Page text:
For Los Angeles-based artist Ramiro Gomez, time as a live-in nanny for a wealthy family in Beverly Hills provided the background for a series of works that strikingly capture the faceless figures behind those immaculate scenes of the affluent life.
In a new solo show, Domestic Scenes, Gomez experiments with “interventions,” interjecting images of Latino laborers into pieces like David Hockney’s A Lawn Being Sprinkled, which is transformed into A Lawn Being Mowed. He does the same in advertisements taken from such upscale magazines as Dwell and Architectural Digest. The juxtaposition of these everyday workers in settings of manufactured opulence is both subtle — and powerful.
Housekeepers, pool cleaners, gardeners, all hover almost as ghosts, reminding with compelling simplicity of their importance in keeping the machinery of daily life humming. “You know, as little as someone might seem to be on the totem pole — they might just be the valet outside of the restaurant — they’re important, because they’re a face. And they have feelings, and they have thoughts, and they have a family, and they have lives,” the artist told the Huffington Post in 2012.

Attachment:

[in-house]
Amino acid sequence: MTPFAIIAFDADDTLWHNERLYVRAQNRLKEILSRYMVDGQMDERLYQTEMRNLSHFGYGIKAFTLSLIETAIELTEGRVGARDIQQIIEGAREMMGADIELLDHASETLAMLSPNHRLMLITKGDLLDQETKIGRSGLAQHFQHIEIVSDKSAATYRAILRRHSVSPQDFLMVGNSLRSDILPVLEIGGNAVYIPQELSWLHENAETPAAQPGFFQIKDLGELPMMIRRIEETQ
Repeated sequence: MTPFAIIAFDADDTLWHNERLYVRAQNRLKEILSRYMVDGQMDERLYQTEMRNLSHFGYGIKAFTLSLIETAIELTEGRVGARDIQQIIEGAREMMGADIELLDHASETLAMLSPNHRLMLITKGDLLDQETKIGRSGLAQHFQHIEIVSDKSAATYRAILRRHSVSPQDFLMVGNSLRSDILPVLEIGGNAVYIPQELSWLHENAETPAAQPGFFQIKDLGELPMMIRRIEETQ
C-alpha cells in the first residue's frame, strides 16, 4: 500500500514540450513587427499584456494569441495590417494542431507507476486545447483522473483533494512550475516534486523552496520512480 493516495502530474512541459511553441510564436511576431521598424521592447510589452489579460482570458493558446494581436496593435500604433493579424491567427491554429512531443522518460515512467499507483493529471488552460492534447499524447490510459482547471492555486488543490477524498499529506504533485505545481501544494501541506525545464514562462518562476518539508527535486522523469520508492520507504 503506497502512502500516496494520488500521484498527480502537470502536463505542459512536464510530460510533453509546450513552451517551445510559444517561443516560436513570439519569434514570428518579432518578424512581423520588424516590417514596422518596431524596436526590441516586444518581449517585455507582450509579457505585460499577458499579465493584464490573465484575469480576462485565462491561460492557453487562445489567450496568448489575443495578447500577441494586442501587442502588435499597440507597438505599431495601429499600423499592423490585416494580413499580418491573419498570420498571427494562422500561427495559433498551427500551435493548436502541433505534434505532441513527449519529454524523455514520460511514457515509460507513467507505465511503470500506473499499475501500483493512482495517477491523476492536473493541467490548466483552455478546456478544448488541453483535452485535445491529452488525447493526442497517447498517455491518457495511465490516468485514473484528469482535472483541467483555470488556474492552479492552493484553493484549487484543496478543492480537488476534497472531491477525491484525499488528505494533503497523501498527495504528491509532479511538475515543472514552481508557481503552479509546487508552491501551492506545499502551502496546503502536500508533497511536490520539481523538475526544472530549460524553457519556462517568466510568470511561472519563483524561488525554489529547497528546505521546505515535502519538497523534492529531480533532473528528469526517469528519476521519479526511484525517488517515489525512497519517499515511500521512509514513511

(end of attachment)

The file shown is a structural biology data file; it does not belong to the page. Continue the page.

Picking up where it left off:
For me, it’s the sense of solitude that most lingers. The two images shown at top and left can best be summarized by Gomez in a recent interview with Hyperallergic: “It is a lonely job at times, with no protections or safety nets. Many of the job’s stresses are internalized and one must navigate on their own regardless of the treacherous journey.”
Anonymous journeys that will remain permanently etched in his provocative Domestic Scenes (on view at LA’s Charlie James Gallery through mid-February).